Miriam Lord: Let’s call a spad a spad – this Government has woeful timing
Decision to provide special advisers to junior ministers comes as pandemic payment is cut
Taoiseach Micheál Martin. Photograph: Dara Mac Dónaill
If this was real stand-up, it would have been perfect comic timing.
But it wasn’t. It was Micheál Martin standing up in the Dáil to showcase his coalition’s peculiar talent for wretched timing.
How do they do it?
Something really bad must be coming down the tracks. This might explain why the Government announced the appointment of 10 new advisers (outside of the traditional transfer window) for Ministers of State when it had just cut the pandemic unemployment payment and many people are worried sick wondering if they will return to work again.
A ruse to divert attention from something else, perhaps?
Maybe not, but even if this isn’t the case there’s a whiffy hum of jobs for the boys and girls about this move at such a sensitive time. Apparently 10 out of our 17-strong squad of Ministers of State argued successfully for a full-time special adviser to help them set the world on fire, which is what they all dream of doing but rarely do.
Which begs all sorts of questions about the remaining seven. Too useless to argue for a personal aide or merit a dedicated confidante? Or too smart and efficient to need one?
The Super Seven or the Stoopid Seven? Time will tell. Or perhaps they have less ego than the Terrific or the Terrible 10. Why the others were left out was a question for much idle consideration around Leinster House.
Of course, this new intake would be in addition to the staff already toiling in the warm rays of our three “super-junior” Ministers. They automatically have advisers to strap them in so they don’t fall out of their special high chairs at the Cabinet table and hurt themselves.
The news of the hiring of yet more ministerial cushioning came too late on Tuesday morning for the Opposition to divine public reaction, but Sinn Féin’s Mary Lou McDonald managed to raise it briefly with the Taoiseach.
He retorted by telling her she’s wasn’t one to talk as Sinn Féin in Northern Ireland had always been partial to the special advisers. Which is true, but it didn’t take away from her point that the circumstances surrounding the announcement were not good and the decision at this time to sign up more advisers seemed decidedly off.
Then again, these people complaining about the cut in their pandemic unemployment payment are becoming annoying.
Let’s call a spad a spad.
Why can’t they go and get a job with a Government Minister like everyone else?
Terrible that they are being laid off and losing their jobs, but could they not just retrain or something? Like, there are plenty of job opportunities in the growth areas of boosting fragile egos and minding baby Ministers.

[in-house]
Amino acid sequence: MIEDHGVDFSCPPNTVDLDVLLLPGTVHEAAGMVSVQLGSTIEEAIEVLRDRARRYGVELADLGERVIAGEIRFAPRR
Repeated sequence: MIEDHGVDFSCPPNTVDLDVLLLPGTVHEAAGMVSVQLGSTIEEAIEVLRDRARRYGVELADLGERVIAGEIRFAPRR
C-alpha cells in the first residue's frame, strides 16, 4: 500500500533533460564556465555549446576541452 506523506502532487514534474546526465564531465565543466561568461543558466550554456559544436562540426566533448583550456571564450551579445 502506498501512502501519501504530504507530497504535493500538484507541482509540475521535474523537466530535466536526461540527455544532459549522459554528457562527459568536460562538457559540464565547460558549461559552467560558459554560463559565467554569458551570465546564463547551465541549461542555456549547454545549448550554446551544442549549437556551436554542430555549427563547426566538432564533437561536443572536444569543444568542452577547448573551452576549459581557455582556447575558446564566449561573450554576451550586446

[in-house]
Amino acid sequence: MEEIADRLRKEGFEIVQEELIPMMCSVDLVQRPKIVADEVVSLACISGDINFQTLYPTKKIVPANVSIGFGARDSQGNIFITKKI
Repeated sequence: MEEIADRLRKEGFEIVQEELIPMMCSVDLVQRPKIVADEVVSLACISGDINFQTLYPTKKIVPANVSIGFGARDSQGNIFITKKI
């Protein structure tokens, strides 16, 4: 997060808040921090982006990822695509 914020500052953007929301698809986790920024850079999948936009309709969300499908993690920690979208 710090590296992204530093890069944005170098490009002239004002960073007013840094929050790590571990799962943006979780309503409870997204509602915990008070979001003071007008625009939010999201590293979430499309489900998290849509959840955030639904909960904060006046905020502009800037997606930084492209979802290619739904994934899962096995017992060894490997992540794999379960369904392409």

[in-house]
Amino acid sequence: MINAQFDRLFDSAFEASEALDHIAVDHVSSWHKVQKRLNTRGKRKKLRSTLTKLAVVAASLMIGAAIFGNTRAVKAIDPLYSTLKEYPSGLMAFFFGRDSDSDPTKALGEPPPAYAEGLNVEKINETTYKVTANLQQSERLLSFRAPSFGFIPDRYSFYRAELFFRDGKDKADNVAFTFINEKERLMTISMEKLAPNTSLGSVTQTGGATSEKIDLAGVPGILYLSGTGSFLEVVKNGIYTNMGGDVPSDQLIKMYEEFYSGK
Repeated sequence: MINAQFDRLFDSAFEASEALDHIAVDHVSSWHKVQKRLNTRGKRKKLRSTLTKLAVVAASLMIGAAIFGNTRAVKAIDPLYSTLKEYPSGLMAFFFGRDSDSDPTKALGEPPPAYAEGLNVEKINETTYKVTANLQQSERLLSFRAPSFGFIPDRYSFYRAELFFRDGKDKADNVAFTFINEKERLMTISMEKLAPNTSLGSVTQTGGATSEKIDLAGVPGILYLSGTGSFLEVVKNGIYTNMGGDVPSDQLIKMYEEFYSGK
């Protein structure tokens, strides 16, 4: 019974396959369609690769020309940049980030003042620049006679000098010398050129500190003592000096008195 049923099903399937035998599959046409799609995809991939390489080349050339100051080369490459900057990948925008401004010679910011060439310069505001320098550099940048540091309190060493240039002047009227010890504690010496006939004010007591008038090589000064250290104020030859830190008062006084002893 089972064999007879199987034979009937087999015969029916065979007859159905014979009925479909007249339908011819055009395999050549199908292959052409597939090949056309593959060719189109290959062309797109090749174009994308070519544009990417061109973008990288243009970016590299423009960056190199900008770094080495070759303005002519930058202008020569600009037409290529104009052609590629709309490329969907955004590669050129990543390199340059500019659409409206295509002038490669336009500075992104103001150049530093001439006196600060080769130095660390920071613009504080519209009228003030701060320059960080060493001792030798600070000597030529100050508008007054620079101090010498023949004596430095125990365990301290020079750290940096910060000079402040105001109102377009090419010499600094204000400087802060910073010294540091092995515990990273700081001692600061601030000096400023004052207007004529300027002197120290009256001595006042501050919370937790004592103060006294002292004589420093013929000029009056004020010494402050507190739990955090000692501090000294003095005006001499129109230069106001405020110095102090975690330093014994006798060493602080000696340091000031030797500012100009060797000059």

We’re not made of money, you know.
Do you realise how much it costs these days to keep Ministers in special advisers? They grow up so fast. In the beginning, happy with a rattling promotion and a rusk. Before long, swanning around the place with paid entourages and persecution complexes.
These senior Ministers crave constant care from an expensive team of hand-picked aides who can help them see the bigger picture and be seen in bigger pictures. The civil service simply can’t provide this class of bought expertise, 24-7.
But the little ones are also very demanding. Junior ministers need advisers too.
But maybe not quite now, in the current climate, with Covid-19 shutdowns causing financial distress to people who would ordinarily be working away and earning a crust. Last week’s cut in the pandemic unemployment payment will have hit them hard.
Not to mention the workers who thought the worst was over when the restrictions eased and they returned to work, only to be told last Friday that a worrying rise in cases meant their businesses had to close again immediately. Then there are the ones who live in constant dread that they might be next.
Making the case
Tuesday’s news of the Government beefing up the numbers of advisers on the State payroll will have gone down like a lead balloon with all of them.
The Taoiseach made the case for cutting the payment at Leaders’ Questions on Tuesday when Sinn Féin’s Mary Lou McDonald urged him to reverse the decision. Catherine Murphy of the Social Democrats echoed her point, saying the reduction in the support was “a double blow” for workers laid off for a second time.
Micheál Martin has his argument well prepared – the payment was initially intended to last for a 12-week period; that had to be extended and it will continue but the economic impact of the pandemic could last for all of next year. The Government must be careful and prudent in its spending.
But it didn’t look good.
However, the Taoiseach is fortunate that a question still hangs in the air over whether the chosen 10 needed special help to get anything done or whether the remaining seven had been cruelly overlooked and should be given due recognition.
Otherwise he would have to contend with Mary Lou and a socially distanced doughnut of grave-faced colleagues marching on to the plinth to demand Justice for the Spurned Seven and standing in solidarity with them until their case is resolved.
Still, it’s good to see some sectors of the jobs market still buoyant in the best small country in which to be a junior minister.
Ten special advisers, hanging round the Dáil.
Ten special advisers, hanging round the Dáil.
And if one special adviser should accidentally fall
There’ll be more new special advisers hanging around the Dáil.